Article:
Twitter poised to blow away Facebook IPO?
CEO Dick Costolo takes an even better approach to his business than Mark Zuckerberg.
I'm on record as a Facebook (FB) bull. At this point, I still own only my token lot of three shares, but the time will come to buy more.
Even though I see FB becoming one of the market's next $100 stocks, I am more excited by the near certainty that Twitter will go public at some point. Everything Mark Zuckerberg and Facebook have done well, Dick Costolo and Twitter have done better.
For most intents and purposes, Zuck and Costolo speak the same language. They're entrepreneurs who put the user experience first, everything else second. But for one reason or another, Costolo appears to do a better job of walking the walk, at least with regard to timing the move to go public.
Few of us are inside baseball enough to know why, but Facebook probably IPO'd a shade or three too soon.
Cynics and haters will claim it had to pull the trigger because the business was about to implode. I doubt it.
Others will point to Zuck's relative inexperience. I can see this. Plus Zuckerberg founded Facebook, while Costolo did not pioneer Twitter. He's been there before (not at Twitter, but "there" as in being big-time) in several previous lives. As such, he might feel less urgency to pop the cork and unleash the real wealth.
Regardless of the reasons, it appears Costolo will not take Twitter public until the business is not only ripe but strong, sustainable and, at least relative to Facebook, saddled with fewer near- and long-term question marks.
While I expect Facebook to sort out its real issues -- as well as its media-generated and overhyped nonissues -- Twitter heads into that seminal moment in time much better positioned. Costolo deserves credit for this.
Consider the "issue" (I think it will quickly be viewed in retrospect as a nonissue) of mobile monetization. Costolo shocked the world the other day when he said Twitter generated more revenue via mobile than through the desktop on "many days" in the last quarter.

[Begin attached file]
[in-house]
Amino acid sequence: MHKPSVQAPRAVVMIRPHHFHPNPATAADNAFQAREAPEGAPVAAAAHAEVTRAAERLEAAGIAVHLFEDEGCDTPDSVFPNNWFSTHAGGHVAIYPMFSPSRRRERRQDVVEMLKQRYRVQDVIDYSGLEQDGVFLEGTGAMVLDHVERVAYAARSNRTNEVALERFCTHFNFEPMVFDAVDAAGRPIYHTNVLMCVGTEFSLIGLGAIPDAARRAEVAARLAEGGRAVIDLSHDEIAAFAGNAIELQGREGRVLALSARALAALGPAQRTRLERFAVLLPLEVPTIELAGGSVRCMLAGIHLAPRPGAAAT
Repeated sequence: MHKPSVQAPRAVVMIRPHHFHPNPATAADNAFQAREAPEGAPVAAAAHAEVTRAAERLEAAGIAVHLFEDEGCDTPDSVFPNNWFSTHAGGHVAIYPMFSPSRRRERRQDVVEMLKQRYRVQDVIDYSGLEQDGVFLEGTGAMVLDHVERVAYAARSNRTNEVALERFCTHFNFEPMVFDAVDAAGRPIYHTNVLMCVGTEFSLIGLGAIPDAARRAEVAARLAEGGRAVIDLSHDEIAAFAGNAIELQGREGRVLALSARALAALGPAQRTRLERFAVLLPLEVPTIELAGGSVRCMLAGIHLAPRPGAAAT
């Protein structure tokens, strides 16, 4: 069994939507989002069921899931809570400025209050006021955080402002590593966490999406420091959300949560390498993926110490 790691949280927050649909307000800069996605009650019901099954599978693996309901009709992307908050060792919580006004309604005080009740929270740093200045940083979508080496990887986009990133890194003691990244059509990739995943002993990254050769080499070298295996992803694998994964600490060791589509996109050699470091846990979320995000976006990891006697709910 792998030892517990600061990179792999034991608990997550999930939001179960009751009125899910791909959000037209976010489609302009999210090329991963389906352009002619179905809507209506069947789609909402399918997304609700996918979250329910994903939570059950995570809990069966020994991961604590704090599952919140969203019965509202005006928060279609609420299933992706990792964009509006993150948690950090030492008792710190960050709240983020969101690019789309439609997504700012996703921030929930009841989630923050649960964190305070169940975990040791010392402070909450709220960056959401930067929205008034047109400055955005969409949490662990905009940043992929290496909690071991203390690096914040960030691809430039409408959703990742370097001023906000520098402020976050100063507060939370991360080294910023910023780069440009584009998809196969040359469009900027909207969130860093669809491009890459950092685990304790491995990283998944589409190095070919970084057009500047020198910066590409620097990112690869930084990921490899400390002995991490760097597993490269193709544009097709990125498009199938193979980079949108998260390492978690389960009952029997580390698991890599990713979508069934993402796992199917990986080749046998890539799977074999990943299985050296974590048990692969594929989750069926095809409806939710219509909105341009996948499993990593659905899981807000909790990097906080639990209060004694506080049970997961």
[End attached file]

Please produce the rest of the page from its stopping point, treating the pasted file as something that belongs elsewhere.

Costolo explained that Twitter has "an ad platform that already is inherently suited to mobile." And it is. I'm not sure what reasons Costolo would give, but it feels natural to see an ad come across my Twitter feed. It feels less so on my Facebook feed. I cannot necessarily put my finger on exactly why, but standard ads on Twitter do not look out of place.
That's another thing Costolo seems intent on perfecting: the relevance of the Twitter experience to each user. He's made leaps and bounds in the right direction, but Costolo has not brought Twitter "there" yet. Twitter will not go public until it brings its "A" game, all of the time, on mobile as well as the desktop.
If you've used the Facebook and Twitter mobile apps, you likely agree you cannot compare the two. Twitter blows Facebook away, not from an "I like Twitter better than Facebook" standpoint but from design and functionality perspectives.
Twitter is also growing like a weed. Revenue could hit $1 billion in 2014. That would indicate a roughly sevenfold increase over last year's total of $139 million. When you go public, you want to be in the middle of that type of hyper growth.
If growth moderates at Facebook, as expected, Zuckerberg or Sheryl Sandberg (or whoever) will have to spend the company's entire first conference call as a public entity defending the business model and the future. That's just not a good spot to be in several months post-IPO, particularly after an offering that did not fire all that smoothly.
At Twitter, Costolo will boast about high double-digit (and maybe even triple-digit) revenue growth. He can comfortably set expectations well before the growth slows, stalls or merely takes a pause.
That's the position you want to be in during your first year as a public company. And Costolo knows this. You want to be not only growing at a rapid clip but growing at a rapid clip while your business runs on all cylinders and the user experience is top-notch. Facebook is building its mobile app to what it hopes will be satisfaction on the fly. That's not good.
This article is commentary by an independent contributor, separate from TheStreet's regular news coverage.
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Rocco... did Mark Fedex you the Kool Aid straight to your home or are you secretly on their payroll???
The plot thickens. The crooks are stealing from the thieves. No honor among thieves anymore I guess. I thought congress was going to do a special investigation to see how the corporations that got ripped off in the farcebook scam could recoup their loss. Hey, no special investigation needed, pay 'em back with that taxpayer money. Too bad the pocket is empty with the big hole in the bottom courtesy of the financial system. Don't work Big B will print more money and paste on a QE too. And the next new scam on the way "The Twitter IPO" that'll blow farcebook away. Jump on in, come on down, tripple your losses that'll be covered with taxpayer money that doesn't exist.
Oops, I think that should be "Don't worry" not "Don't work". I don't think it will work either.
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